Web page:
Photo: Brad Kaminski/ VeloNews
It doesn't take much in the way of know-how or tools to keep your bike working well.
But the ability to adjust a brake, tighten a shifter cable, or change a cogset could mean the difference between having your bike out of commission for a week, or being back on the road in just a few minutes.
To help you on your way, here's our list of essential bike tools for your home shop.
Virtually every bolt on your bike requires a 3, 4 or 5mm Allen wrench. Easily the most reached-for wrench in any bike shop or mechanic's tool kit, a good set of Allen keys is essential in your tool kit for home or travel.
• Park Tools' AWS-1 three-way Allen wrench costs $9.
The current age of carbon fiber and lightweight fasteners means that you have to pair your Allen wrench set with a good torque wrench. Carbon parts can crush and titanium bolts can strip if you overtighten them, so err on the safe side by tightening bolts only to spec, and no more.
• The Park Tools TW-5 ($109) and TW-6 ($125) "click type" torque wrenches are easy to use, and are sized appropriately for every application. Just twist the handle to adjust the desired torque, then tighten until the tool clicks.
Changing shifter cables and housing is the quickest way to improve shifting performance, especially if they are gummed up after rain rides or a long season of road grime. Without good cable cutters, you'll never get clean cuts on cables or housing.
• There are plenty of good cable cutters, but pros know that a Felco C7 wire cutter ($70) gets the job done and lasts a lifetime.
A good pair of needlenose pliers is possibly the second-most reached for tool in a pro kit, essential for tensioning shifter or brake cables.
With the prevalence of pre-built wheelsets, truing wheels is somewhat of a dying art. But if you plan to keep your wheels rolling for a long time, touching up spoke tension is part of the job.
• Check out Park Tools' new master mechanic spoke wrenches ($23).
A good chain tool can mean the difference between a useable new chain and a mangled link.
• Pedro's is introducing a clever new chain tool called the Evolver ($100, est.). It's 9-, 10- and 11-speed capable, by means of a rotating drum to position and hold the chain links in place. Each position on the drum fits a different chain size; the fourth position acts as an anvil to perform the final rivet flare on a Campy 11-speed chain.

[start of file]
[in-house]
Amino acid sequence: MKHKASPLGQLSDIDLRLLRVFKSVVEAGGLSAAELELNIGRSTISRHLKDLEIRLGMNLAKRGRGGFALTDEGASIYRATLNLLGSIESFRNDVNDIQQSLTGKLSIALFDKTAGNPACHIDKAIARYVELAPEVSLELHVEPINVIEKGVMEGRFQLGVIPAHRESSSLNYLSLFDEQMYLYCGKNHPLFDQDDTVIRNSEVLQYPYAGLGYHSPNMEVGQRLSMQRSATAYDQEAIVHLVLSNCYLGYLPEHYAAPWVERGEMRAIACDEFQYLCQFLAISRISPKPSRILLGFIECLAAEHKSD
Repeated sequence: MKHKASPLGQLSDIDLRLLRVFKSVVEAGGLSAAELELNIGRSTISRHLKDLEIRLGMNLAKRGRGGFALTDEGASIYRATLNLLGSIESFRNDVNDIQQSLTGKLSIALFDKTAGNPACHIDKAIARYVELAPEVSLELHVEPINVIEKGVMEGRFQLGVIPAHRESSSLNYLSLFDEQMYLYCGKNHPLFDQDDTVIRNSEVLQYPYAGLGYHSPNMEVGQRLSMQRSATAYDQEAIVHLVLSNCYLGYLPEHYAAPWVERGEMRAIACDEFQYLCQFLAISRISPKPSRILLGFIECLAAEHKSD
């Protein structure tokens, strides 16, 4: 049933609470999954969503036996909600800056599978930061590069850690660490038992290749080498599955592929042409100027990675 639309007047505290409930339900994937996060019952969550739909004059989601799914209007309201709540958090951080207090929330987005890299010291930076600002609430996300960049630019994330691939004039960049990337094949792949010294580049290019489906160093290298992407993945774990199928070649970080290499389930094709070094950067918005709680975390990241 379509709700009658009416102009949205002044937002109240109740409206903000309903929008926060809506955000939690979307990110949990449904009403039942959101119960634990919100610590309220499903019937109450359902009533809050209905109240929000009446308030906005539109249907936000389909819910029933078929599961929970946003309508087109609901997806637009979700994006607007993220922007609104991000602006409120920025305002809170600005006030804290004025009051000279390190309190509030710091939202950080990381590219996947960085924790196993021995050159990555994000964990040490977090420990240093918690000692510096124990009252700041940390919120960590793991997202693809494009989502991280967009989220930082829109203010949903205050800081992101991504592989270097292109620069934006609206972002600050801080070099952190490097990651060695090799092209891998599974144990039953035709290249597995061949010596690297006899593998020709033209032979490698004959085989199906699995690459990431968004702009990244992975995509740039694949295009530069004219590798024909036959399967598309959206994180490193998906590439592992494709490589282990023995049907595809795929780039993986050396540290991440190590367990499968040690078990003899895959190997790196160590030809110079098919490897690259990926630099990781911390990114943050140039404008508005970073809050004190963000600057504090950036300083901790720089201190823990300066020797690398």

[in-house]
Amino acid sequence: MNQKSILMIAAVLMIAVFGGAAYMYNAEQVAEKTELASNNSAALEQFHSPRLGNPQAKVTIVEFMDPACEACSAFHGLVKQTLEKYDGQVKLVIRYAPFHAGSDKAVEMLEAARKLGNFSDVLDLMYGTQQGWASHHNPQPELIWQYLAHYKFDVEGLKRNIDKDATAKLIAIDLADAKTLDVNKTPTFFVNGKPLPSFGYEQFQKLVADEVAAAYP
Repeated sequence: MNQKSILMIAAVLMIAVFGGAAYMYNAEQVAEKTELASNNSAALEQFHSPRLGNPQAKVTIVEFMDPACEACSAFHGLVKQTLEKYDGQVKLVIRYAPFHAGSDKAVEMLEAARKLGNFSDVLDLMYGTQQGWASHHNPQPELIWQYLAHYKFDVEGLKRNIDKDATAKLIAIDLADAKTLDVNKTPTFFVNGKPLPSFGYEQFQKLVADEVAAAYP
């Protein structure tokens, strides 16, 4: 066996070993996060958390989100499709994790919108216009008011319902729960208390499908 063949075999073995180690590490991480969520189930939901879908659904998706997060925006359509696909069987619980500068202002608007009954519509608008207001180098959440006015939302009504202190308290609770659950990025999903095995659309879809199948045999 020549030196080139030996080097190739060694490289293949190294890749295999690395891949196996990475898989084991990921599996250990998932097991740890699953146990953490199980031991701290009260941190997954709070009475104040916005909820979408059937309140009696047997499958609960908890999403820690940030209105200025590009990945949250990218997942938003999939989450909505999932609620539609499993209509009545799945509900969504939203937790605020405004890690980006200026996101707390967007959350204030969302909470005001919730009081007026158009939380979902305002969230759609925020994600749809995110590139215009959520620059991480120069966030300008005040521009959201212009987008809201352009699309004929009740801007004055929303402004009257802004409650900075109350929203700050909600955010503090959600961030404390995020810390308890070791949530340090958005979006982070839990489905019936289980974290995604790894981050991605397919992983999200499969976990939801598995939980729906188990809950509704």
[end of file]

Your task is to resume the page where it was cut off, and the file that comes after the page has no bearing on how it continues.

Chain Whip/Cog Removal Tool
Right next to a good chain tool, the requisite tools for changing cogsets can make your life easier. You'll need a chain whip to secure the cogset, like Pedro's $80 Vice Whip (pictured left, top), and the appropriate cassette lockring tool (Campy and Shimano tools are different).
•The Park FRW-1 cog removal tool ($47) is our favorite. You'll also need the FR-5G cog lockring tool ($7) (or BBT-5 for Campy), and pair it with a Pedro's Vise Whip to secure the cogs while you crank the lockring off. An added bonus: the Park FRW-1 makes quick work of Shimano Centerlock disc brake rotor installation.
Every now and then a hammer or mallet is required to gently tap a pivot, bearing or other part into place. If you have to use one, use it with care.
• At one time, the only combination metal/plastic mallet hammer available was a $75 model from SnapOn. Take advantage of the HMR-2 shop hammer ($12) from Park Tools—every bit as functional but only a fraction of the price.
You won't get far without air in your tires!
• The Lezyne Alloy Floor Drive ($70) has a classic look and functional, all-metal construction, with a reversible alloy air chuck to fit Presta and Schrader valves.
A complete set of screwdrivers will always get used, but keep a #2 Phillips handy for derailleur limit screws.
Washing your bike is easy with a good set of brushes, a sponge, and a bucket of warm soapy water.
• You can assemble your own brush kit, or check out the Easy-Pro brush set from Finish
Line ($17). It includes five different brushes to help keep your bike clean.
A good bike repair stand makes everything easier, from changing tires to washing the bike.
• The Pro-Ultralight ($200) from Feedback sports is the lightest, most portable work
stand we've found, used by pro mechanics everywhere.